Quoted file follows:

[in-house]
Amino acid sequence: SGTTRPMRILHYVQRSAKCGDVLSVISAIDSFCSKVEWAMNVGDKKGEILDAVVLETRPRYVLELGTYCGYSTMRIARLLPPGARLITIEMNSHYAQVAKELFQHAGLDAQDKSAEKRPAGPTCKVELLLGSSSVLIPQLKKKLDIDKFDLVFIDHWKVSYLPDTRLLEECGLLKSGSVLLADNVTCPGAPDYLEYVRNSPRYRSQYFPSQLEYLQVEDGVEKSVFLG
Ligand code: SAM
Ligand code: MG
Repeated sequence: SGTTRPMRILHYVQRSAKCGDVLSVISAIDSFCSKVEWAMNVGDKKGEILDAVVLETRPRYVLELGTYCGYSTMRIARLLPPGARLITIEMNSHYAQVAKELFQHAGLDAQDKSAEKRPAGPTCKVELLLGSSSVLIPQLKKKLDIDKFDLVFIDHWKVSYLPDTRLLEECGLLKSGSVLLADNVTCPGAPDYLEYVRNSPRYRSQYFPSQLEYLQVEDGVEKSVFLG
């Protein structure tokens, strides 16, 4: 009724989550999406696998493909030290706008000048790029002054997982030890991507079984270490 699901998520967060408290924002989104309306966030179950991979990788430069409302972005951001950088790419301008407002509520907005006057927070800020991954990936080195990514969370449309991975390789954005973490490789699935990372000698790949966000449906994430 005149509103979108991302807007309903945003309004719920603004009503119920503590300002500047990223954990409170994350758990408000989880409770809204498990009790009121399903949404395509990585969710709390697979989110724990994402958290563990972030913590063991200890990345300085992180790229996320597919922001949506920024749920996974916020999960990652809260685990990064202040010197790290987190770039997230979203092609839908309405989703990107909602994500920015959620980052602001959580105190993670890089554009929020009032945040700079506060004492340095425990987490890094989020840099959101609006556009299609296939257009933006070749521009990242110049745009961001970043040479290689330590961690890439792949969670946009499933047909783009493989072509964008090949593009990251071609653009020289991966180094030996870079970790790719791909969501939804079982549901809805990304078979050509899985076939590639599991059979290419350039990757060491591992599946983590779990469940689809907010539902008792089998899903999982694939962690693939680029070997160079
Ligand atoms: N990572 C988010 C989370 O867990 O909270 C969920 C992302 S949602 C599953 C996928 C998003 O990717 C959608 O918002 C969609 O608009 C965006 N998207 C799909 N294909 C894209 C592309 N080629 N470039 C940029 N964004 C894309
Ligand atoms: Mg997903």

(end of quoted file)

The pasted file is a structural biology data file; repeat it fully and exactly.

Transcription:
[in-house]
Amino acid sequence: SGTTRPMRILHYVQRSAKCGDVLSVISAIDSFCSKVEWAMNVGDKKGEILDAVVLETRPRYVLELGTYCGYSTMRIARLLPPGARLITIEMNSHYAQVAKELFQHAGLDAQDKSAEKRPAGPTCKVELLLGSSSVLIPQLKKKLDIDKFDLVFIDHWKVSYLPDTRLLEECGLLKSGSVLLADNVTCPGAPDYLEYVRNSPRYRSQYFPSQLEYLQVEDGVEKSVFLG
Ligand code: SAM
Ligand code: MG
Repeated sequence: SGTTRPMRILHYVQRSAKCGDVLSVISAIDSFCSKVEWAMNVGDKKGEILDAVVLETRPRYVLELGTYCGYSTMRIARLLPPGARLITIEMNSHYAQVAKELFQHAGLDAQDKSAEKRPAGPTCKVELLLGSSSVLIPQLKKKLDIDKFDLVFIDHWKVSYLPDTRLLEECGLLKSGSVLLADNVTCPGAPDYLEYVRNSPRYRSQYFPSQLEYLQVEDGVEKSVFLG
């Protein structure tokens, strides 16, 4: 009724989550999406696998493909030290706008000048790029002054997982030890991507079984270490 699901998520967060408290924002989104309306966030179950991979990788430069409302972005951001950088790419301008407002509520907005006057927070800020991954990936080195990514969370449309991975390789954005973490490789699935990372000698790949966000449906994430 005149509103979108991302807007309903945003309004719920603004009503119920503590300002500047990223954990409170994350758990408000989880409770809204498990009790009121399903949404395509990585969710709390697979989110724990994402958290563990972030913590063991200890990345300085992180790229996320597919922001949506920024749920996974916020999960990652809260685990990064202040010197790290987190770039997230979203092609839908309405989703990107909602994500920015959620980052602001959580105190993670890089554009929020009032945040700079506060004492340095425990987490890094989020840099959101609006556009299609296939257009933006070749521009990242110049745009961001970043040479290689330590961690890439792949969670946009499933047909783009493989072509964008090949593009990251071609653009020289991966180094030996870079970790790719791909969501939804079982549901809805990304078979050509899985076939590639599991059979290419350039990757060491591992599946983590779990469940689809907010539902008792089998899903999982694939962690693939680029070997160079
Ligand atoms: N990572 C988010 C989370 O867990 O909270 C969920 C992302 S949602 C599953 C996928 C998003 O990717 C959608 O918002 C969609 O608009 C965006 N998207 C799909 N294909 C894209 C592309 N080629 N470039 C940029 N964004 C894309
Ligand atoms: Mg997903």